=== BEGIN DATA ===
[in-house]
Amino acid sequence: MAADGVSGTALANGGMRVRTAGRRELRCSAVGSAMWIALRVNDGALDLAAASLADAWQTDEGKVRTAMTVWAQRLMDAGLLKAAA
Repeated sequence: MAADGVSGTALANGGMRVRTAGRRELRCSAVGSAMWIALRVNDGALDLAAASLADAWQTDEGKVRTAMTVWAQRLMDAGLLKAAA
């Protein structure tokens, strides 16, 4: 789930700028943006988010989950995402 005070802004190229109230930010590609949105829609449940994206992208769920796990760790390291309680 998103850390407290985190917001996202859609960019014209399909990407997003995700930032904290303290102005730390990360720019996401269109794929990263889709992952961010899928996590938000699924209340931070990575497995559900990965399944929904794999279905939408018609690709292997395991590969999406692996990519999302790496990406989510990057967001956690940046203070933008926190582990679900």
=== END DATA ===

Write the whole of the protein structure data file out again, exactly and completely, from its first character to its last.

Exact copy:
[in-house]
Amino acid sequence: MAADGVSGTALANGGMRVRTAGRRELRCSAVGSAMWIALRVNDGALDLAAASLADAWQTDEGKVRTAMTVWAQRLMDAGLLKAAA
Repeated sequence: MAADGVSGTALANGGMRVRTAGRRELRCSAVGSAMWIALRVNDGALDLAAASLADAWQTDEGKVRTAMTVWAQRLMDAGLLKAAA
């Protein structure tokens, strides 16, 4: 789930700028943006988010989950995402 005070802004190229109230930010590609949105829609449940994206992208769920796990760790390291309680 998103850390407290985190917001996202859609960019014209399909990407997003995700930032904290303290102005730390990360720019996401269109794929990263889709992952961010899928996590938000699924209340931070990575497995559900990965399944929904794999279905939408018609690709292997395991590969999406692996990519999302790496990406989510990057967001956690940046203070933008926190582990679900």